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It's Not a Gay Issue

ChicoSol, Commentary, Alexa Valavanis Posted: May 28, 2009

CHICO, Calif. About 100 people gathered in Chico May 26 to support, protest, celebrate or mourn the California Supreme Court ruling on Proposition 8. I was there. So were many of my dear friends and colleagues. The relentless Northern California sun welcomed the rally's participants. The summer's modest afternoon traffic trickled by. The University students were long gone, and local pub patrons had just begun to tiptoe into their venues of choice. Presenters from as far away as Utah took the newly renovated city plaza stage to share their stories, their particular vantage point about this day.

However, for me, it had started many months before.

It was a clear autumn night, on the fourth day of November 2008. Unprecedented numbers of Americans waited in stretched lines to cast their votes, young and old, many engaging in our political process for the first time. As the sun bid farewell to the day and the electors began casting their golden votes here at home and around the globe, people paused to listen. If you were quiet enough, you could actually hear "hope" bounce around the atmosphere like the sound of a sunrise or the first bloom after a long winter.

Many believed Sen. Barack Obama took the White House by a national mandate, commingling the old and predictable map of red and blue states into a sea of purple. It was a sea made up of people of all colors, religions, sexual orientations, politics and views. Yet, they had one history-making commonality on that November night. They chose an intellectual who wouldn't shy away from being intelligent in order to appeal to the average voter. They chose a man encouraging unity, not division a leader promoting hope and not fear.

For many, Obama embodies change. He stands where he stands today as a black man, but not because he is black. I echo the thoughts of so many others when I say he inspires me. I am even prouder today to be an American than I have been for the past 32 years.

Yet, amid all of this light, there was a shadow on that cloudless day.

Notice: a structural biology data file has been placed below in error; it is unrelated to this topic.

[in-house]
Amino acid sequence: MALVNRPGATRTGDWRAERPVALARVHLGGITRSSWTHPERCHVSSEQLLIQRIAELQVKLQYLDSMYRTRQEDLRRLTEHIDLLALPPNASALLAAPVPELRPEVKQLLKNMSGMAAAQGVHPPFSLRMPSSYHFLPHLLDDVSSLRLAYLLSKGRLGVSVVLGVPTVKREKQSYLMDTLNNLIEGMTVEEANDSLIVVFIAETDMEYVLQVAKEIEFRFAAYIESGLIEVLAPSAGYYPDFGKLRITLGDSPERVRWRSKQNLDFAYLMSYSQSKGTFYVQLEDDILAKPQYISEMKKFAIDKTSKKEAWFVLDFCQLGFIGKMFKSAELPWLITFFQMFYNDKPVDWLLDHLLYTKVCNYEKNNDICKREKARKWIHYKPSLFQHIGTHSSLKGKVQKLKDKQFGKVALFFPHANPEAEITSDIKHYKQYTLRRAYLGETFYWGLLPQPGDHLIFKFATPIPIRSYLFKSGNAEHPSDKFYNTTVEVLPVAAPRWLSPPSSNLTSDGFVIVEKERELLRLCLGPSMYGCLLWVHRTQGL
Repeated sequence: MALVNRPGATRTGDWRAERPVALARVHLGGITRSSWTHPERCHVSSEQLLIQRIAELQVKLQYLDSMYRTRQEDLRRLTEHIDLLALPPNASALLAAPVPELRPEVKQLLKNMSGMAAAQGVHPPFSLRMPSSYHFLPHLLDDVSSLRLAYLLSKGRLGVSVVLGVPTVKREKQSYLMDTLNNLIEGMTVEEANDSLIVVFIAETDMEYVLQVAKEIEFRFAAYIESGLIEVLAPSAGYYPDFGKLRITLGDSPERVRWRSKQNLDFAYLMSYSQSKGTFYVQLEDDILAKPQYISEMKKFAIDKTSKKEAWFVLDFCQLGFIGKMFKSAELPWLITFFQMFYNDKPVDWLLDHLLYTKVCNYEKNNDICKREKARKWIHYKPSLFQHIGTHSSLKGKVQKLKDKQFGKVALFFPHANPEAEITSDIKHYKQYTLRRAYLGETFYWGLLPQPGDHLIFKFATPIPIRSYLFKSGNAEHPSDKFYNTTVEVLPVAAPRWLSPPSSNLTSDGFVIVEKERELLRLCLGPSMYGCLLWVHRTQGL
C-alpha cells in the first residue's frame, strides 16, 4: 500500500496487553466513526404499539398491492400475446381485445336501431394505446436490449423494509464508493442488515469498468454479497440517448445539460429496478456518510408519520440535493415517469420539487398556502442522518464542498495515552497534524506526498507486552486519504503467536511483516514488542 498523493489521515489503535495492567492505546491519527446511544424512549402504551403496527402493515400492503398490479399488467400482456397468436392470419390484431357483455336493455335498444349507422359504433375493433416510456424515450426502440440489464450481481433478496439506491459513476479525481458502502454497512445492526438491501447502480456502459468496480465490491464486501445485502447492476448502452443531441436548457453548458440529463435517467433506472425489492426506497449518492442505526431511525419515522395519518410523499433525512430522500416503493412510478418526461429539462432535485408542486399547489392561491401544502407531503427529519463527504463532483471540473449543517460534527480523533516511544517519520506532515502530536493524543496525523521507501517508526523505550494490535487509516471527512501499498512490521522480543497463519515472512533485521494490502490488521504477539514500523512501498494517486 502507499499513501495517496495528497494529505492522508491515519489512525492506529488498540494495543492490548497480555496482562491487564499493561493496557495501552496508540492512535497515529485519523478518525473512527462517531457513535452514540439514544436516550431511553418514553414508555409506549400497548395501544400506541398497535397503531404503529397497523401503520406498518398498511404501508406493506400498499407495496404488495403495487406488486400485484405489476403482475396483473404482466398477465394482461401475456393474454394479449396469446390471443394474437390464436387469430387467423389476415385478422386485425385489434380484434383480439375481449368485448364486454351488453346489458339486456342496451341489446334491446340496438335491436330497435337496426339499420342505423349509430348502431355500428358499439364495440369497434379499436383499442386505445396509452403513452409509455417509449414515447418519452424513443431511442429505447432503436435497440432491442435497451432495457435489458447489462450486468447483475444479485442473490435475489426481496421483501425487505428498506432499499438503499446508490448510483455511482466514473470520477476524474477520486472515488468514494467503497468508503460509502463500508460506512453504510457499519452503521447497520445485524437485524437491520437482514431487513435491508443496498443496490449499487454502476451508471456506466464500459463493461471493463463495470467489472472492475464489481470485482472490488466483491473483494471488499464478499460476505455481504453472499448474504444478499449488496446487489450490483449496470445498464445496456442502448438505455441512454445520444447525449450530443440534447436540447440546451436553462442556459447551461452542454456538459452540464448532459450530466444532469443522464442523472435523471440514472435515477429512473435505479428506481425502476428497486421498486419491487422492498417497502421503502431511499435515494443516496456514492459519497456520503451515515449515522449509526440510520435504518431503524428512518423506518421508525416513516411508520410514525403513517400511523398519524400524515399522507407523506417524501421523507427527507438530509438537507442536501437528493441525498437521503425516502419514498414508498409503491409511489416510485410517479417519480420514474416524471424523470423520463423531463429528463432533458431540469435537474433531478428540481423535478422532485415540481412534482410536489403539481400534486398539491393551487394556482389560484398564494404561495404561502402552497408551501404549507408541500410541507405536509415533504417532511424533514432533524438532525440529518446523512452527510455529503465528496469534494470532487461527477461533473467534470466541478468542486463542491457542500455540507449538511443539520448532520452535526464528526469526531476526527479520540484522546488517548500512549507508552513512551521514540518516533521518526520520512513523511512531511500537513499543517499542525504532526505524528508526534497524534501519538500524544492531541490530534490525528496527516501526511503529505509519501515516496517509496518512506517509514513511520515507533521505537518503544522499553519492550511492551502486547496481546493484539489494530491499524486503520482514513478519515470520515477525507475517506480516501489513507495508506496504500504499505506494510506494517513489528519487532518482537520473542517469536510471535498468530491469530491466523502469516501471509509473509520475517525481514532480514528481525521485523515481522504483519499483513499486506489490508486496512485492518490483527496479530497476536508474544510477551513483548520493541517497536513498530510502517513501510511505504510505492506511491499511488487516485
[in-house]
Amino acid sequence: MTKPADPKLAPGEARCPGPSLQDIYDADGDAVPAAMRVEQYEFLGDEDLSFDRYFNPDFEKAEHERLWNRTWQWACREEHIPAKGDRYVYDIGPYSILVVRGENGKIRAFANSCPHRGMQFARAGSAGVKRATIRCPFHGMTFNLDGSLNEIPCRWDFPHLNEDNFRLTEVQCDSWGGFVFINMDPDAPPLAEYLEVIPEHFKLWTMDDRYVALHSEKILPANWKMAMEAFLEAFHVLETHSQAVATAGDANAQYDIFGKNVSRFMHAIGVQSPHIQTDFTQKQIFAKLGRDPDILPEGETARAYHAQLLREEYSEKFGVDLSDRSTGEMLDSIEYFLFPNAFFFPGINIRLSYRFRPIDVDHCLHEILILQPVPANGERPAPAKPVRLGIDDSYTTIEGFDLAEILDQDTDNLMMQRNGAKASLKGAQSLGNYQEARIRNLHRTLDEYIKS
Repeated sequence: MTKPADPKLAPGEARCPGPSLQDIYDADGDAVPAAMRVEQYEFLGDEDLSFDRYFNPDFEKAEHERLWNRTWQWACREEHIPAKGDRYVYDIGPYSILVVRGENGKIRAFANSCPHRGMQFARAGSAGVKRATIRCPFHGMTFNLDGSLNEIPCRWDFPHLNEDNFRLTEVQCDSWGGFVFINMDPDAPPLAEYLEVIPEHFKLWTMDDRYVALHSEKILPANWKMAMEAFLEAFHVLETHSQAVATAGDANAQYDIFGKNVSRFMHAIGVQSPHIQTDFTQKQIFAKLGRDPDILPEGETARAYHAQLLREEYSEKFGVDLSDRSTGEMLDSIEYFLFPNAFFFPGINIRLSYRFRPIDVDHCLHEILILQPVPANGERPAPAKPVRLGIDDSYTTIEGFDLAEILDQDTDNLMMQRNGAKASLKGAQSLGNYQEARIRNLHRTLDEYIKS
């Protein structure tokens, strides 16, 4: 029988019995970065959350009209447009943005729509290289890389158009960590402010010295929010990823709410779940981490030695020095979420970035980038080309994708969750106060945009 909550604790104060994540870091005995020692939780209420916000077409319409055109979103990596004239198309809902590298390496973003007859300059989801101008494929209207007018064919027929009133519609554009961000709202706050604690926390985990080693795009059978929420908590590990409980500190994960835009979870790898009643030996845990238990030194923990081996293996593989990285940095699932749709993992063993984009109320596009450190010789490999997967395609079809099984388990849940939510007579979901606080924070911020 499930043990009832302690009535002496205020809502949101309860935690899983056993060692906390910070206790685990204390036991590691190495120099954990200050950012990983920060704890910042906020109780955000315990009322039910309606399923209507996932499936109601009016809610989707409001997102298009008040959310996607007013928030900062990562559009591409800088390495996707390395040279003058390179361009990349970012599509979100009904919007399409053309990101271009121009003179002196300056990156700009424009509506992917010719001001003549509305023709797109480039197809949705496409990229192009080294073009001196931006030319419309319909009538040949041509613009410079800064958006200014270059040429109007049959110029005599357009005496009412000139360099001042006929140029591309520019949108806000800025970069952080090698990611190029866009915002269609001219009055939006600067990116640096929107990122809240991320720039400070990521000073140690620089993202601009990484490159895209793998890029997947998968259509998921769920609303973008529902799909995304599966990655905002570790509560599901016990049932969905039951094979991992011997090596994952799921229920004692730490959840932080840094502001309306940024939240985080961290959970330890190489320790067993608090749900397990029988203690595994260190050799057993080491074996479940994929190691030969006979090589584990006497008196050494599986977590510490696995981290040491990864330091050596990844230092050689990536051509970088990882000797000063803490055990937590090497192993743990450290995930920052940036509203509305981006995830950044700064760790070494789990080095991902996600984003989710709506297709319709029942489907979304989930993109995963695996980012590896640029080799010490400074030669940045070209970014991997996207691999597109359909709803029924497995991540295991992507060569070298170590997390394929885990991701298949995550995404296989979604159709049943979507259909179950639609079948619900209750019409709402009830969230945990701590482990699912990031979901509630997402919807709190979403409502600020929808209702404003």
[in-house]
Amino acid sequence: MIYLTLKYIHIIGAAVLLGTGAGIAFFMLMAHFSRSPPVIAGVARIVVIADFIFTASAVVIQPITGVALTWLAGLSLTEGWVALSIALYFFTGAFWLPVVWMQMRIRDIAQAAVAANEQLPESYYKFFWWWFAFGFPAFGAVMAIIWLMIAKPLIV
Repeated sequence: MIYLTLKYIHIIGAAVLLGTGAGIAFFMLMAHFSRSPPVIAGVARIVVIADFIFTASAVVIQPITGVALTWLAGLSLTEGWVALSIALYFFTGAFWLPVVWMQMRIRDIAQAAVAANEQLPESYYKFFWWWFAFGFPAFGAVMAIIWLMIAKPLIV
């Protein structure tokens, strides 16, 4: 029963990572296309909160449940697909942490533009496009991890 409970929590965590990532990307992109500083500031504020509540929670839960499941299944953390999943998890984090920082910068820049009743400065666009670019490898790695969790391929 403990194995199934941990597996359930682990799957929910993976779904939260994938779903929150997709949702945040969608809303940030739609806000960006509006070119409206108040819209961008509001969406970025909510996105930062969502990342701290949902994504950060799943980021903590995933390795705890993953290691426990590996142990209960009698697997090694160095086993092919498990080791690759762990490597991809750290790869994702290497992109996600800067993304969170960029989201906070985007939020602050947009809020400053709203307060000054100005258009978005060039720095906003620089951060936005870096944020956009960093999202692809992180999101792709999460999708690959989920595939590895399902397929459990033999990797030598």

On the very same ballot that illustrated the pinnacle of change for a nation that once allowed slavery of a people based on the color of their skin, and denied equal rights to 50 percent of its population based on gender - our largest state voted "yes" on a proposition of discrimination.

The most painful factor regarding the passing of Proposition 8 is not simply the narrow margin that it passed by, but the untruths and lies that drove people to "yes."

Simply put, there is no correlation between protecting the right of gays to marry and new curriculum in schools. None. They used our children to get their "yes." They misled our parents to get their "yes." There is no correlation between protecting the rights of gays to marry and the tax-exempt status of our churches. None. They used and misled people of faith to get their "yes."

Moreover, how can two citizens of the same state have different rights under the same constitution? We certainly cannot give the majority a way to discriminate against a minority through ballot measures. James Madison articulated it best in the Federalist Paper 51, when he wrote: "It is of great importance in a republic not only to guard the society against the oppression of its rulers but to guard one part of the society against the injustice of the other part. If a majority be united by a common interest, the rights of the minority will be insecure."

Fortunately, our courts are here to protect minorities against the unfair will of majorities, if and when needed. Will they get this right, eventually? We know that even the highest court of our land ruled on the wrong side of equality at one time. In 1857, the U.S. Supreme Court, led by Chief Justice Robert B. Taney, declared that all blacks slaves as well as free were not and could not become citizens of the United States. But, they found their way to justice eventually.

Still, even with my quiet faith that equality will prevail, I am perplexed.

Many people Obama's camp rallied to vote on that historic Election Day in November voted yes for equality at the top of the ticket, and yes to discrimination at the bottom of the ticket. Many know the plight of discrimination intimately. Must we learn each lesson of equality separately? Must we ourselves be discriminated against before we can rise up to fight for others?

If we've learned as a nation that separate is not equal, then why must we try and apply this broken logic again in pointing to civil unions as the solution to denying one group of citizens the right other citizens have? Equality does not have degrees; it either is or is not equal.

There will be a day when the children of this state look back and are amazed by the institutionalized inequality and discrimination that once existed in this land. Until that day, everyone who believes in equality must stand up and fight for it. This is not a gay issue. This is a human rights issue.

Alexa Valavanis is the CEO of North Valley Community Foundation. She is currently working on her first non-fiction book called "Live to Give."

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